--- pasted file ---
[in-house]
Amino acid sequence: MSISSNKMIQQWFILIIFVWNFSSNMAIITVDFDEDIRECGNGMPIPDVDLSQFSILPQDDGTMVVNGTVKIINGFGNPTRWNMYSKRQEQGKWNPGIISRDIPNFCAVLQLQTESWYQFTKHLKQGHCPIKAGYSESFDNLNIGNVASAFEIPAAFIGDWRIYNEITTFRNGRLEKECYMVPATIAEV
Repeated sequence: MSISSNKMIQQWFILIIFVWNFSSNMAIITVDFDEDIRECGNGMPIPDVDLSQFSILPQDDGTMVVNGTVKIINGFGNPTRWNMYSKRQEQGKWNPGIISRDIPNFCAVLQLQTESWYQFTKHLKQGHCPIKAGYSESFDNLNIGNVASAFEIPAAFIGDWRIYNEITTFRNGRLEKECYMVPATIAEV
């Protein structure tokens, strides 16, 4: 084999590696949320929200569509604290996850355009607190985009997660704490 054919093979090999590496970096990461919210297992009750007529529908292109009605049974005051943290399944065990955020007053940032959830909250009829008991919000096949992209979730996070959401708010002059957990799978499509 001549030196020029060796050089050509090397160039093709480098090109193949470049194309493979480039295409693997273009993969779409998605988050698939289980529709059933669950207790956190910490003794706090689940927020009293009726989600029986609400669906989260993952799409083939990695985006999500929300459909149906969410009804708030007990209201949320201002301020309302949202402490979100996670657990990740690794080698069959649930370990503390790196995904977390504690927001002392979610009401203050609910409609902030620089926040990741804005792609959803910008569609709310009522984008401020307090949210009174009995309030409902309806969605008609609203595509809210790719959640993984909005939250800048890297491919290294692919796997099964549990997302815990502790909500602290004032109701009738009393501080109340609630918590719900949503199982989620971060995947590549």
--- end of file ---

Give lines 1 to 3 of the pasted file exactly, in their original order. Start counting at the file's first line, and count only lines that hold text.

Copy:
[in-house]
Amino acid sequence: MSISSNKMIQQWFILIIFVWNFSSNMAIITVDFDEDIRECGNGMPIPDVDLSQFSILPQDDGTMVVNGTVKIINGFGNPTRWNMYSKRQEQGKWNPGIISRDIPNFCAVLQLQTESWYQFTKHLKQGHCPIKAGYSESFDNLNIGNVASAFEIPAAFIGDWRIYNEITTFRNGRLEKECYMVPATIAEV
Repeated sequence: MSISSNKMIQQWFILIIFVWNFSSNMAIITVDFDEDIRECGNGMPIPDVDLSQFSILPQDDGTMVVNGTVKIINGFGNPTRWNMYSKRQEQGKWNPGIISRDIPNFCAVLQLQTESWYQFTKHLKQGHCPIKAGYSESFDNLNIGNVASAFEIPAAFIGDWRIYNEITTFRNGRLEKECYMVPATIAEV